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I meant to say that any numbers based on official reserve estimates are just guesses. And I guess that is what IEA does.

The way the bits and pieces from technical fields are gathered at the Oil Drum is another approach, and a rather impressive one.

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by A swedish kind of death on Thu Aug 6th, 2009 at 03:53:36 AM EST
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Over at The Oil Drum about a year ago Saniford did a very nice model of the Ghawar field using data from as late as  2004.  

(Saudi reserves may be "whatever they say they are," but Saudi oil actually exported can be pieced together with some precision.  From this you can work backward to the fields.  And Saniford had access to much more production data than that.)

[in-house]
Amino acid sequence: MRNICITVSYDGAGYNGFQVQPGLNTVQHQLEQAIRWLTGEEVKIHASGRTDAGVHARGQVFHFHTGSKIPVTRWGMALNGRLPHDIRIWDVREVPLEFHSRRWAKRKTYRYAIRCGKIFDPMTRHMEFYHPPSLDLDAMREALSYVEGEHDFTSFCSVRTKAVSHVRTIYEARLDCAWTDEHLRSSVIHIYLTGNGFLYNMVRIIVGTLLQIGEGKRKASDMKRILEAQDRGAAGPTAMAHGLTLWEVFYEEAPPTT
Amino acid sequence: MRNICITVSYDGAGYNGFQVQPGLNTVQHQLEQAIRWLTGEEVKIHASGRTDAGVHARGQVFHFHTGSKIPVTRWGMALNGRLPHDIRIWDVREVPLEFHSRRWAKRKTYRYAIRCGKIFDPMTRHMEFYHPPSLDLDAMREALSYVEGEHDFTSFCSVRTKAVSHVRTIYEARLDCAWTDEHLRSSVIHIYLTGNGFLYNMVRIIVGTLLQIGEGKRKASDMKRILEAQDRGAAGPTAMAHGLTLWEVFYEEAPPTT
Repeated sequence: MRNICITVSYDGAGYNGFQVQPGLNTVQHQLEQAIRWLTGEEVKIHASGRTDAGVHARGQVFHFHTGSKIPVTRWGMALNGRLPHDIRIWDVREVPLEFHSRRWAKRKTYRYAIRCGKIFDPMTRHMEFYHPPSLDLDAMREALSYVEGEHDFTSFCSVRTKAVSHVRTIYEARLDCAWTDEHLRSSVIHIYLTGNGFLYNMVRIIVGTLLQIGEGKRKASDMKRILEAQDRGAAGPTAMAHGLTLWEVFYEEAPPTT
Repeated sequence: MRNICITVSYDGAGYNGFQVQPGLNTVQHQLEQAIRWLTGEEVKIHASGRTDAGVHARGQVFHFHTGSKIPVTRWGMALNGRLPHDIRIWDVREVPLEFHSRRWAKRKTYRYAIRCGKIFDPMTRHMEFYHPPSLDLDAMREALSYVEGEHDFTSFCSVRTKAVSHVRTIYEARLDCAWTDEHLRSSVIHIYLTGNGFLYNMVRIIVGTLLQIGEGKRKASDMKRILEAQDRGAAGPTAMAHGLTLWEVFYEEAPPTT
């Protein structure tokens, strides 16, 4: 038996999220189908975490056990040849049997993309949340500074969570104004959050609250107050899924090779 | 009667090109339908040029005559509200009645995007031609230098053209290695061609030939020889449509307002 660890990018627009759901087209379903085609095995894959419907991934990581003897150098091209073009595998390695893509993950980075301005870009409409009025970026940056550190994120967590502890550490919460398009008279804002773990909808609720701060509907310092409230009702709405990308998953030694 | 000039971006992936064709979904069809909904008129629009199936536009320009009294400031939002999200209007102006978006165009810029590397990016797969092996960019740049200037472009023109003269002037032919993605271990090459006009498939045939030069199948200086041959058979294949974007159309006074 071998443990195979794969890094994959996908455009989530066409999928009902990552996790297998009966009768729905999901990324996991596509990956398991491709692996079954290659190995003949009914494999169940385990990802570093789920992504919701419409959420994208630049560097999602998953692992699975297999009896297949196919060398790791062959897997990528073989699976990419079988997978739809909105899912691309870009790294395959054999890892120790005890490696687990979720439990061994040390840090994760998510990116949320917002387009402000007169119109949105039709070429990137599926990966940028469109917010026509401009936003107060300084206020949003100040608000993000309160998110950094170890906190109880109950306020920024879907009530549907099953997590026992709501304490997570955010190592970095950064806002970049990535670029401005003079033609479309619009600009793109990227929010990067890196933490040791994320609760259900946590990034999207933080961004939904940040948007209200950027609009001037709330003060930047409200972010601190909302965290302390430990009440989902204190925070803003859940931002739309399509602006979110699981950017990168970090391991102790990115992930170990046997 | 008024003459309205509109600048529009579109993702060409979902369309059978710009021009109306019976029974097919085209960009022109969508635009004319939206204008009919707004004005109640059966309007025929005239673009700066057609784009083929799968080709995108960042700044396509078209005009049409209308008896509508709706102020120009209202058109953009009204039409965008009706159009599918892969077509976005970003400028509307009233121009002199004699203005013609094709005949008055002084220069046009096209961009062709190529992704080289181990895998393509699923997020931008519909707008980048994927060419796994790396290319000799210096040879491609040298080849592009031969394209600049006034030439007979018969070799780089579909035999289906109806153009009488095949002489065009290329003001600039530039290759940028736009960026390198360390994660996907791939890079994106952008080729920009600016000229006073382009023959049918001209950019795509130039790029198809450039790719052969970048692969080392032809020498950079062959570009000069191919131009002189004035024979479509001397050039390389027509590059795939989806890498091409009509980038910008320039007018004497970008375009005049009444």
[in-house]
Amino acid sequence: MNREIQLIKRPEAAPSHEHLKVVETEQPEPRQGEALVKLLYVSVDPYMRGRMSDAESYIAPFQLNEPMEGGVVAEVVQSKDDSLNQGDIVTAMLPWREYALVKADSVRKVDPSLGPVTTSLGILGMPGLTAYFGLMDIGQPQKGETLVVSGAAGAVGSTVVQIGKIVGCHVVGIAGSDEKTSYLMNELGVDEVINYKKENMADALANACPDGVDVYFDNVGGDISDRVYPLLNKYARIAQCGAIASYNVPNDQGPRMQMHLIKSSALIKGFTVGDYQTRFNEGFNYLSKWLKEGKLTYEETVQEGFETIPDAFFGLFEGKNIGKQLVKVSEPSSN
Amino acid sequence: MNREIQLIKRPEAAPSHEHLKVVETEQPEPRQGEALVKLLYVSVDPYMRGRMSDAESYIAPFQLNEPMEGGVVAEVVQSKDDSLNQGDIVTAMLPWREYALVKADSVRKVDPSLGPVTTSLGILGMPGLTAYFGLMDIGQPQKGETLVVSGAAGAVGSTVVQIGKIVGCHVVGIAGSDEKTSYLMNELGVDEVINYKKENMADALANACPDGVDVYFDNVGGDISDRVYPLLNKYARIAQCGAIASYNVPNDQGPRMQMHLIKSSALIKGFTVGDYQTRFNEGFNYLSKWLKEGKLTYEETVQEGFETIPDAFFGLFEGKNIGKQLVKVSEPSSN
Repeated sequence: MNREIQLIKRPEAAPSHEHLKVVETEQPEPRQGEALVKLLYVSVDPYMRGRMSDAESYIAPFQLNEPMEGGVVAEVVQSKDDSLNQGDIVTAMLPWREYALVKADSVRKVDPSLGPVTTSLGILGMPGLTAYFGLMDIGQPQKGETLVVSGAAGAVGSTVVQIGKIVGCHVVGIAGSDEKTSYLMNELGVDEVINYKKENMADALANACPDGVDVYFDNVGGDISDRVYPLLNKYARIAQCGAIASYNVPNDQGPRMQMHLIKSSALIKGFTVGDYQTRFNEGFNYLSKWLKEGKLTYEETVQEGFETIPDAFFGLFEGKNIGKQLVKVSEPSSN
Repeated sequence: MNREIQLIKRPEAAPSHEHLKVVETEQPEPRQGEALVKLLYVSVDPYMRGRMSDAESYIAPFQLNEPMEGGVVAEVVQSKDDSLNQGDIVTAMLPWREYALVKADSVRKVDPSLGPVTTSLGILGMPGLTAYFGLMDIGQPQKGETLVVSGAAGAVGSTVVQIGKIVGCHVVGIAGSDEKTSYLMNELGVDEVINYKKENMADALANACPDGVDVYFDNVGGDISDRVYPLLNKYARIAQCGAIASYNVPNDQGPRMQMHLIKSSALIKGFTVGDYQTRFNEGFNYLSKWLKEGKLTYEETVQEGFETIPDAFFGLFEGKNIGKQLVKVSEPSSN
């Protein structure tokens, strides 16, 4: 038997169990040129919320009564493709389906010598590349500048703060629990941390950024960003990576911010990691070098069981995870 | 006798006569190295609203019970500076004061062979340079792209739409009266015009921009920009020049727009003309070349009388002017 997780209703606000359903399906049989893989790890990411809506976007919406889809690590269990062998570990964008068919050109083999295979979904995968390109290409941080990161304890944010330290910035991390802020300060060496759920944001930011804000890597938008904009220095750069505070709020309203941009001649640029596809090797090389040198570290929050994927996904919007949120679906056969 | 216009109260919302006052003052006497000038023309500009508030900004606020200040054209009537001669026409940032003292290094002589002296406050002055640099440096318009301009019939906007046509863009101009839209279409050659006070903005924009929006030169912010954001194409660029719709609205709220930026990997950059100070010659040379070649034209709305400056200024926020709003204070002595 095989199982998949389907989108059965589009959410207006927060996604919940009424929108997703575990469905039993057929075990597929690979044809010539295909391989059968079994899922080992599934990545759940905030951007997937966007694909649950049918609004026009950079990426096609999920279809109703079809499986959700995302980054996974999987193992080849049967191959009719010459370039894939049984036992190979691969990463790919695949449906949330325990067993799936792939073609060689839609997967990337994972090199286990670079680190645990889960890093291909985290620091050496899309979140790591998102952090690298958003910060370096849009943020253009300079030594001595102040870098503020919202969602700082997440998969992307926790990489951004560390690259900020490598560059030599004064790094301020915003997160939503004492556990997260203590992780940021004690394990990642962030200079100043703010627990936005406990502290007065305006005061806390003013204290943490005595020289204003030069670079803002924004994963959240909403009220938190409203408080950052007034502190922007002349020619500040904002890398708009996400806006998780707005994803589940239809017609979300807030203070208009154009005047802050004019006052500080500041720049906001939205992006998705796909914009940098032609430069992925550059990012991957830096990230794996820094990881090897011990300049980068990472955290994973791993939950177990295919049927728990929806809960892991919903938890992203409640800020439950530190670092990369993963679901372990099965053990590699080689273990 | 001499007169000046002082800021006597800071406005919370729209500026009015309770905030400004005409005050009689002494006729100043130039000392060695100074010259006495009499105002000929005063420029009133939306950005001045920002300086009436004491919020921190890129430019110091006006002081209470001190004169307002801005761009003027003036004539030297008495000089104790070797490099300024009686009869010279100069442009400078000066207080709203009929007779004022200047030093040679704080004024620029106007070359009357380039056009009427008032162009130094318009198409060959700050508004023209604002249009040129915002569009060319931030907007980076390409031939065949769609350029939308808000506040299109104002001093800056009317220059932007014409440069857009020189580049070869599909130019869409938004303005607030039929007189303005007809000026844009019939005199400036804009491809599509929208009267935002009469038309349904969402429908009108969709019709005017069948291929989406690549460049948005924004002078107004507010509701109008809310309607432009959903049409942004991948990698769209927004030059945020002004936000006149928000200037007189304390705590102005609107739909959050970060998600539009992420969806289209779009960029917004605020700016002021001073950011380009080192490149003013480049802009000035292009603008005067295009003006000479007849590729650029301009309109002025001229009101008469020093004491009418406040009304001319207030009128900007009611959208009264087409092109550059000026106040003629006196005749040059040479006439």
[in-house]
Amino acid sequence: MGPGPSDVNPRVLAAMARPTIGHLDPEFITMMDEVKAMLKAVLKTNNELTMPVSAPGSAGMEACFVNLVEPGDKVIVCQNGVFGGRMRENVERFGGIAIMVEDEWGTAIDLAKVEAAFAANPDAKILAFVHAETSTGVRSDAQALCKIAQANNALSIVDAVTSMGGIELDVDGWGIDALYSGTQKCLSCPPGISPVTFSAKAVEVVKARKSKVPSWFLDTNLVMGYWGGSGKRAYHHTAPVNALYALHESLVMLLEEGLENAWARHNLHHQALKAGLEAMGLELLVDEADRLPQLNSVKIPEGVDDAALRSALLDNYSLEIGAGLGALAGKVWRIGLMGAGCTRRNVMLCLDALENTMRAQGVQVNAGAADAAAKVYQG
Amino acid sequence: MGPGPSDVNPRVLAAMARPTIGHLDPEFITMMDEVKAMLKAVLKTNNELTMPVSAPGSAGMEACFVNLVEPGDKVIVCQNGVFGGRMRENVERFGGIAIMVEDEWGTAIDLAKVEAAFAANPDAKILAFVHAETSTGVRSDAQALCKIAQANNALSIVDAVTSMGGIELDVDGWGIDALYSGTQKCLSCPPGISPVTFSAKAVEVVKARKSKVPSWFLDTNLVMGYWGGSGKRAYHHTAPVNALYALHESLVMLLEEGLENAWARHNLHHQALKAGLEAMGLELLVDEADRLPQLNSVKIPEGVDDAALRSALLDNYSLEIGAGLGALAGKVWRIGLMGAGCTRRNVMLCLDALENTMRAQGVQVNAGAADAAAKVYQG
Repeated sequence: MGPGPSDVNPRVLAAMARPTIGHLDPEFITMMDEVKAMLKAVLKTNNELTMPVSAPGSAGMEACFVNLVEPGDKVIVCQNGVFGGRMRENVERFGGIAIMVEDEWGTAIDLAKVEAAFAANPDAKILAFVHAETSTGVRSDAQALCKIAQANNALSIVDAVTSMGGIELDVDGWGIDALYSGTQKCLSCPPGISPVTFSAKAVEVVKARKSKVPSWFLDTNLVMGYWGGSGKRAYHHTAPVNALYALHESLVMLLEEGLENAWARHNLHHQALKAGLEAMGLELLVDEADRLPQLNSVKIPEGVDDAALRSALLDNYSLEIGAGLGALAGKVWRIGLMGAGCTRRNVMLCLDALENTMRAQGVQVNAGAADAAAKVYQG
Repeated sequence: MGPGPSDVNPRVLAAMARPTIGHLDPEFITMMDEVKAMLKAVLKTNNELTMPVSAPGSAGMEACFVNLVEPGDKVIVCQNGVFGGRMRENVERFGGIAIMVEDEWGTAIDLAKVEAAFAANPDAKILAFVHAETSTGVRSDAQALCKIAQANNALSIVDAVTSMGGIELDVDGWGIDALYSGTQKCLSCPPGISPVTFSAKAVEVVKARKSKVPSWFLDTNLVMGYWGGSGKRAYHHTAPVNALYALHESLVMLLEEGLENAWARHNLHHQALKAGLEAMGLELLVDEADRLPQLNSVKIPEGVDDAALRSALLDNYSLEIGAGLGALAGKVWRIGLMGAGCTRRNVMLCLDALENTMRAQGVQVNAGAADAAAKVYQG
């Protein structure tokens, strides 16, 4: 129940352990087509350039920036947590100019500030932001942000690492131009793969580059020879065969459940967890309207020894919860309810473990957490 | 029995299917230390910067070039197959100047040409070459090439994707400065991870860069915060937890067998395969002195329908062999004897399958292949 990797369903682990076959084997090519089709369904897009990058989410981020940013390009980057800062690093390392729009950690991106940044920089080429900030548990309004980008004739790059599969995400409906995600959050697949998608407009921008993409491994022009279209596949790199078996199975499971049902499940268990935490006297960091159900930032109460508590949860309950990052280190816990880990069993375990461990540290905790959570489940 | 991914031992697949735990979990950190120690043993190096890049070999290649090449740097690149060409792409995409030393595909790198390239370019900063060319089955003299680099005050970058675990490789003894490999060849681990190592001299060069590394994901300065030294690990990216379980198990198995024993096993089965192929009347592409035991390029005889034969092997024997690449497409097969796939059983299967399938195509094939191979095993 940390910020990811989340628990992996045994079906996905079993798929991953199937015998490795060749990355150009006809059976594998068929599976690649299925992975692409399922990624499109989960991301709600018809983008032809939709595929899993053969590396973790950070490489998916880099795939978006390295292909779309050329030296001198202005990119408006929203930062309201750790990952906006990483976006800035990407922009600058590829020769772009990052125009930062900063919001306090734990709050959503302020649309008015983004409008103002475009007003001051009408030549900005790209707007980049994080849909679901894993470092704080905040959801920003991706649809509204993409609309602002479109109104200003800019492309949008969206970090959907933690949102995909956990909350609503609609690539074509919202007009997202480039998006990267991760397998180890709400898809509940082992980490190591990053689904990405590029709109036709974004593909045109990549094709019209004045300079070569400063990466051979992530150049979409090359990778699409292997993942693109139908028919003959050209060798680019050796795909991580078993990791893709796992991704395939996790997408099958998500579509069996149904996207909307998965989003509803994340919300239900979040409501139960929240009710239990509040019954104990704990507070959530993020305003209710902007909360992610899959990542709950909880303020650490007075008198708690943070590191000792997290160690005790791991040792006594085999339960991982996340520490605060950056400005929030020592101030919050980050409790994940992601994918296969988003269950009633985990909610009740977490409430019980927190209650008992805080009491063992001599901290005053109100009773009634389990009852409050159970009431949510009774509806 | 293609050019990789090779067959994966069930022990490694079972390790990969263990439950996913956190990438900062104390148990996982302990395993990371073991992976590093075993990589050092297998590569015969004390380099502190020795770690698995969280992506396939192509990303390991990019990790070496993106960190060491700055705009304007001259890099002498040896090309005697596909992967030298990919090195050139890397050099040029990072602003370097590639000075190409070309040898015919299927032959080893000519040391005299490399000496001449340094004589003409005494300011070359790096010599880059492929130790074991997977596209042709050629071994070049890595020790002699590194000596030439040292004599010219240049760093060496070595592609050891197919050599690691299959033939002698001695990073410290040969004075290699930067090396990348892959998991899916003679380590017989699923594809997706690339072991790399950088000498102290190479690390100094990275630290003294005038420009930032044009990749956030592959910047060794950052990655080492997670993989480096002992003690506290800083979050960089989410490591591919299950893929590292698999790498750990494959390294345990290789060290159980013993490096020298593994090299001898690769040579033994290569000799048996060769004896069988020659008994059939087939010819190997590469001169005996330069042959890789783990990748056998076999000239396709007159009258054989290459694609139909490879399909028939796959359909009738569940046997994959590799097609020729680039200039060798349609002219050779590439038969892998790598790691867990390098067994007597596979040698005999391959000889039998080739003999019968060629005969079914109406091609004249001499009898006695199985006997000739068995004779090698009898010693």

He had--as a prediction--Ghawar peaking within a year of 2005.  But that is not the kicker.  The punchline is that in 2004 Ghawar was already not half, but 2/3 depleted--with production being maintained by elaborate upgrades in technology.  This technological miracle is not exactly good news, as it means the fall from peak will be far, far steeper than the rise to peak.  Ghawar will be going down hard.  

The Fates are kind.

by Gaianne on Tue Aug 11th, 2009 at 06:09:40 AM EST
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